Wash., Colo. Bars Test Limits of Legal Pot Laws

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Anyone who wanders up the stairs to the Stonegate’s second-floor smoking lounge is charged a nominal fee — $1 a day to $20 a year — to become a member of the private club. To evade the smoking ban, there’s no smoking allowed — only “vaporizing,” a method that involves heating the marijuana without burning it.

Call provides space in the lounge — an L-shaped bar of blond wood, painted with portraits of Keith Richards, Stevie Ray Vaughn and other rock heroes — to the proprietor of a local medical marijuana dispensary.

People who don’t have a medical authorization have to bring their own pot, then rent a vaporizer — $10 by the half-hour — or pay to have one prepared for them. For $5, those who do have an authorization are offered various preparations of “shatter” — a hardened oil of powerful marijuana extract.

Call opened his rum-and-pizza joint a few years ago in a brick building along a formerly seedy stretch of shops, bars and restaurants. The second floor had recently been operated as a brothel, he said.

On a recent Friday night, a gentle scent of fresh marijuana filled the room. At one table, a handful of 20-somethings inhaled deeply from a rubber hose attached to a rented vaporizer, a black box that toasted the cannabis to 375 degrees.

Those who wanted a more powerful dose grabbed a seat at the bar, where Jenae DeCampo, a 21-year-old in a black tube-top, pulled out a small blowtorch.

DeCampo held the hissing flame to the metal stem of a clear glass bong until the metal glowed orange. With a wand, she picked up a small piece of what looked like amber — a chunk of potent, hardened marijuana oil — and rubbed it on the scorching metal.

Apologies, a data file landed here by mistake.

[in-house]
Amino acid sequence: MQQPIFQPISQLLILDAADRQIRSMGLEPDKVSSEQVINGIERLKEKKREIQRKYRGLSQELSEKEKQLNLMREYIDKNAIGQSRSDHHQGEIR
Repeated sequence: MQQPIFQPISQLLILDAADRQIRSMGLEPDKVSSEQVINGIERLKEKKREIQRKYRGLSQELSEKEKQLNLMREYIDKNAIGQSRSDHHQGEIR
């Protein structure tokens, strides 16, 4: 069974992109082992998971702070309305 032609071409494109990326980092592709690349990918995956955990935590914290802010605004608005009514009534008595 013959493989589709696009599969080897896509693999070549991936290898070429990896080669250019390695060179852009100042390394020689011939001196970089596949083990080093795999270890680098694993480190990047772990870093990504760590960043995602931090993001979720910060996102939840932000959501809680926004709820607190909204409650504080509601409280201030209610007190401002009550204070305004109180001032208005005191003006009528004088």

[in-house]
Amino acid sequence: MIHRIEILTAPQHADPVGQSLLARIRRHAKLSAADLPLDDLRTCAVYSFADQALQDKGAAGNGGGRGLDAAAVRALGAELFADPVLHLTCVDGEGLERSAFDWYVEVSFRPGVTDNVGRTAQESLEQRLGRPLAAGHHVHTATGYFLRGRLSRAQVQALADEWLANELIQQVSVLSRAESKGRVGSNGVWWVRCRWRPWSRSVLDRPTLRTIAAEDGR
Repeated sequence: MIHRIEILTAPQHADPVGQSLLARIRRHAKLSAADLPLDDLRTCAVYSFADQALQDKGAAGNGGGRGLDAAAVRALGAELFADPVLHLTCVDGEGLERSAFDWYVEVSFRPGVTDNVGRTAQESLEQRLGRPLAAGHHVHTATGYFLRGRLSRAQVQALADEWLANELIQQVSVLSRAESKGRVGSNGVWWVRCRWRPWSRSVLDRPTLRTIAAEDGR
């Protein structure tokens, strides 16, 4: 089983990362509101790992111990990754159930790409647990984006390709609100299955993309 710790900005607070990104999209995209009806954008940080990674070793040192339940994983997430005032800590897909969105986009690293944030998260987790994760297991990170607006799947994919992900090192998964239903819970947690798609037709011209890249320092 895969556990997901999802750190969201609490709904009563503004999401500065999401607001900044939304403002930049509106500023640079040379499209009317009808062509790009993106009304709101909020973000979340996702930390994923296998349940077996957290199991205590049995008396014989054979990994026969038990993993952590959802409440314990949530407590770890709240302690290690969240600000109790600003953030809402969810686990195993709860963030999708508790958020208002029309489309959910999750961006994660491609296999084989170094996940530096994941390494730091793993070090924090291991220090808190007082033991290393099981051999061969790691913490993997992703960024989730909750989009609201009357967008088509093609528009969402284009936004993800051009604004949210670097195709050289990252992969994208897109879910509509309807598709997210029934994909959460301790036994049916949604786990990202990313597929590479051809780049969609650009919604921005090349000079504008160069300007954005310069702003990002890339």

A white cloud filled the pipe, bubbled through the water at the bottom and rushed into Connelly’s lungs.

“A lot of people are shocked by what we’re doing because it’s so uncommon,” DeCampo said. “I like being part of something that could possibly be big.”

Tacoma’s code enforcement staff is reviewing the Stonegate’s operation, a city spokeswoman said.

Justin Nordhorn, the state liquor board’s chief of enforcement, has some concerns about bars that allow pot use. Most importantly, he said, is that marijuana can compound alcohol’s intoxicating effects, meaning people might be even more dangerous when driving.

He also doubted whether the “private club” aspect of the establishments would keep them out of trouble. A truly private club that serves alcohol — say, an Elks Lodge — would have to have a liquor license specific to private clubs, and members of the public couldn’t be allowed in.

For now, Nordhorn noted, there is a loophole in the state board’s ability to block bars from allowing pot use. Its rules require bars to address on-site criminal violations, but public use of marijuana is only a civil infraction — meaning officials can’t necessarily punish bars that let people partake, even if police could come in and write tickets to toking customers.

That’s something the board could address as it makes rules for the new pot industry.

For now, Call’s goal is to get more people into the bar — people who will get hungry and order pizzas.

“People are just smiling and friendly and happy,” Call said. “I just really like the feeling you get when you’re up here.”

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